The AS7261 is a color sensor. That seems simple enough, but if you look at the datasheet, you might find yourself confused by the terminology. So before we discuss the device itself, let’s look at some of the relevant concepts.
First, we see in the description that we’re dealing with a “chromatic white color sensor.” That alone is enough to provoke discouragement. “Chromatic” is defined as “relating to color.” But the next word, “white,” generally evokes images of, well, whiteness, not color. Then we have the word “color,” which I think we all know and which is both redundant (with regard to “chromatic”) and mildly paradoxical (with regard to “white”).
The primary thing to keep in mind is that there really is no such thing as white light, in the sense that there is no wavelength of electromagnetic radiation that corresponds to whiteness in the way that 650 nm corresponds to redness. Rather, our eyes interpret illumination as whitish when it contains mixtures of different wavelengths (more details here).
So the AS7261 is a device that can detect the chromatic characteristics of ambient illumination. (Honestly, I’m still not sure why the description includes both “chromatic” and “color”). In other words, whitish light goes in, color data comes out. (Of course, it works with non-white light as well.) But what sort of color data are we talking about? Perhaps the most familiar is “RGB,” i.e., separate values for the intensity of red, green, and blue wavelengths in the received illumination. But the AS7261 doesn’t give you RGB—you get XYZ instead.
The XYZ Space
All images used courtesy of ams.
As you can see, the XYZ color space seems rather similar to RGB. However, XYZ is designed to be consistent with how human beings actually experience optical wavelengths. In other words, RGB focuses on the wavelengths themselves, whereas XYZ is based on human experiments that explored the relationship between the wavelengths and the physiological perception of color. A web search for XYZ color or CIE 1931 will turn up more information for those who are interested. The bottom line is that XYZ is considered “better”—i.e., more consistent with color as perceived by humans.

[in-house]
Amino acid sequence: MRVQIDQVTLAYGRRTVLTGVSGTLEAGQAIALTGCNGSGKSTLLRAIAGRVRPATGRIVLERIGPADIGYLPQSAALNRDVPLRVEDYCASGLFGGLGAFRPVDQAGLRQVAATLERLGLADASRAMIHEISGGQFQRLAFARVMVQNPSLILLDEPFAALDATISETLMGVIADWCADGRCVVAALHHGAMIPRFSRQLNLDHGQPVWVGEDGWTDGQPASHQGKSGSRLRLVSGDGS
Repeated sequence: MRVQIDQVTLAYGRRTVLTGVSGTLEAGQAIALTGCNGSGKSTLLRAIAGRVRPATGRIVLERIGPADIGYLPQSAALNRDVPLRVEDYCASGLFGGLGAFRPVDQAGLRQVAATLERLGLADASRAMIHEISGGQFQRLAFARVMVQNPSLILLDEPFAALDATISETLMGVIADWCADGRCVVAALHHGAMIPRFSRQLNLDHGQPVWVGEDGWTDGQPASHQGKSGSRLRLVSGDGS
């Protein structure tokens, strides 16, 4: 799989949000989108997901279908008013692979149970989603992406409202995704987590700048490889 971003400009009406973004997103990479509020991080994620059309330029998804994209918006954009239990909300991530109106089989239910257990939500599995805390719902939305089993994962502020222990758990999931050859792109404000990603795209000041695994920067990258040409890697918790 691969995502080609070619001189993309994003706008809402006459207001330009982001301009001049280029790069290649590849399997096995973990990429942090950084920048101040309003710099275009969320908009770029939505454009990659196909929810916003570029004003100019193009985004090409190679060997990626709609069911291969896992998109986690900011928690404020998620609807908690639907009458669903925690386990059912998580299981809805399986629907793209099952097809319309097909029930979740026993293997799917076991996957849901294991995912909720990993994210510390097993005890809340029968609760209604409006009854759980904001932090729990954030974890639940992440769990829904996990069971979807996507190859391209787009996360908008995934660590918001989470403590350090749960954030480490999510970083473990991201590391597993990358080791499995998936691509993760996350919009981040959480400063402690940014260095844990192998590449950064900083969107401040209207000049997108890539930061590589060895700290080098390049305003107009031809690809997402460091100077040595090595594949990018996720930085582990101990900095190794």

The following diagram conveys the general idea of how the AS7261 is incorporated into a system:
Optical sensors work in conjunction with a “cognitive light engine” to provide digital XYZ color data via I2C or UART. The AS7261 also performs NIR (near infrared) and C & D (clear and dark) sensing; hence the array of six photodiodes:
Here is a more detailed diagram of the internal functionality:
As usual, we’re looking at high levels of integration. The device includes 16-bit analog-to-digital conversion, a temperature sensor, and LED drivers for electronic-shutter functionality.
The sink current for the LED_DRV signal is programmable from 12.5 mA to as much as 100 mA. The other LED signal (LED_IND) seems to be intended primarily for basic indicator LEDs, and thus it is limited to 8 mA. However, the datasheet implies that you could use LED_IND for (presumably low-intensity) illumination and thereby have a two-wavelength lighting system.
I find the AS7261’s packaging arrangement rather interesting. It’s a land grid array (LGA) but with a large housing that provides a built-in aperture:
Don’t Forget the Flash
The number of external components required by the AS7261 is quite low. However, keep in mind that you will need a flash memory chip. I doubt this presents any serious inconvenience, but in these days of single-chip solutions, it might be considered mildly annoying.
The datasheet says that the external flash memory chip must be “ams [Austria Micro Systems] verified,” and I’m not sure what that means. The datasheet also says that “flash memory software is available from ams”; I suppose that refers to some sort of program that helps you to get the right data into the flash.
Overall, the AS7261 seems to be a powerful and convenient device for high-performance color-sensing applications. Looking at its capabilities, I suppose it’s more of an all-purpose optical sensor because it has NIR and C & D photodiodes in addition to XYZ diodes.
Do you have any experience with XYZ color? Do you think it offers significant improvement over RGB? Leave us a comment and let us know your thoughts.